My Reflection of Mission Command
Did you ever notice how in a staff meeting most Noncommissioned officers (NCO) do not strike up a conversation, but officers seem to have no problem speaking to each other? Waiting in the conference room, I sat back and observed how NCO and officers interacted, while waiting for a staff meeting to start. We, were all waiting on the commander to update us on the up coming deployment and what his commander’s intent would be. I am now assigned to a new unit and I am wondering how I will use knowledge and ideas of mission command. I will drive the team’s mission command operational process to develop my team’s inner and outer side together with advice and influence to build agile and adaptive leaders.
My responsibility is to serve as Senior NCO observer/trainer during the conduct of ...view middle of the document...
Knowledge and Ideas
Communication and observing go hand in hand in the mission command principle. To have good communication, the lines need to be open and flow in all directions. I need to be within the context of observation to get a full appreciation of the true nature of the communication. With the knowledge gained while in the communication and observations stage, the planning stage maybe used to develop and implement plans, procedures, and policies for mission success. Finally, the most important aspect of mission command is “Be the Example”!
Assisting executive branch chief three, NCOIC can be very challenging yet a rewarding experience; it is imperative that I am ground in my beliefs of mission command when applying mission command philosophy among my officer and peers assigned to the team. I have developed my personal leadership to treat others with dignity, respect, and lead by example. Provide guidance and direction to the branch chief regarding all matters with upcoming simulation exercises. Gaining respect through mutual trust, built adhesive team, and share perception of mission. Through information and process creative skillful, mentoring, and coaching. Evaluating progress, recommend, or directing the executive branch chief’s end state of our mission goals during training exercises with Japan, Korea, or Hawaii.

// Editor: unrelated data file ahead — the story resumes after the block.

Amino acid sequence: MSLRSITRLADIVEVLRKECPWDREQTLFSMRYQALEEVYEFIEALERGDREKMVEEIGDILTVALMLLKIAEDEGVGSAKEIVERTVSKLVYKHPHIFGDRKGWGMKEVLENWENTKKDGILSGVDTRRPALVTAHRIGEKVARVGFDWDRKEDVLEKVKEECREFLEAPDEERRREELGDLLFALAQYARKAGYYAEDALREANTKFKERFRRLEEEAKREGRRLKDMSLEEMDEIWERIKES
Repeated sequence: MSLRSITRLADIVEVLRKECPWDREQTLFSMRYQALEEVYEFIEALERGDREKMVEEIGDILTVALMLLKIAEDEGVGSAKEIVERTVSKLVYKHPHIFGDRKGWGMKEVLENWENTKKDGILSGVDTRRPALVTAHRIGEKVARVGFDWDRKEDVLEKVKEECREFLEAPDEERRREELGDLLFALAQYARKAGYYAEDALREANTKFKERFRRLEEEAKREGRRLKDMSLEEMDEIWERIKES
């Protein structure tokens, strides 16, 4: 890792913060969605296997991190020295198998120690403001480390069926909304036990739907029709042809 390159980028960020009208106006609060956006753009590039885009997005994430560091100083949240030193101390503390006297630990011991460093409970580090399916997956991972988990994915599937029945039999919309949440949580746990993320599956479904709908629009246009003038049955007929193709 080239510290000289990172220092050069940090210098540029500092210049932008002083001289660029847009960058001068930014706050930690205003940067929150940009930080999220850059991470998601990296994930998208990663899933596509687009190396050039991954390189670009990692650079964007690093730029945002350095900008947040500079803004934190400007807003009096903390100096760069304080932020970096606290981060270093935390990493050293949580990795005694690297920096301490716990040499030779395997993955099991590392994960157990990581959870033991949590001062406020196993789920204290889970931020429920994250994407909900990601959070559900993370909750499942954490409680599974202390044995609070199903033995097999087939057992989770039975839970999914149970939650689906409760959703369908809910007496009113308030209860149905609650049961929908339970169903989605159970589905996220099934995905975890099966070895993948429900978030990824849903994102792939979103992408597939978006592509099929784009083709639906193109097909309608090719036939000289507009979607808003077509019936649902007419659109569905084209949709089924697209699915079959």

Leaders, by virtue of assumed roles of responsibility, inspire, and influence my team to accomplish the Brigade goals. As a leader, I am accountable for my actions and those under me. When something goes badly, I must always accept responsibility. By setting the standards and emulating expectations through my day-to-day conduct, Soldiers will not have to wonder what to expect. I will need to lead my team to built mutual trust. I will drive the team’s mission command operational process to develop my team’s inner and outer side together with advice and influence to build agile and adaptive leaders.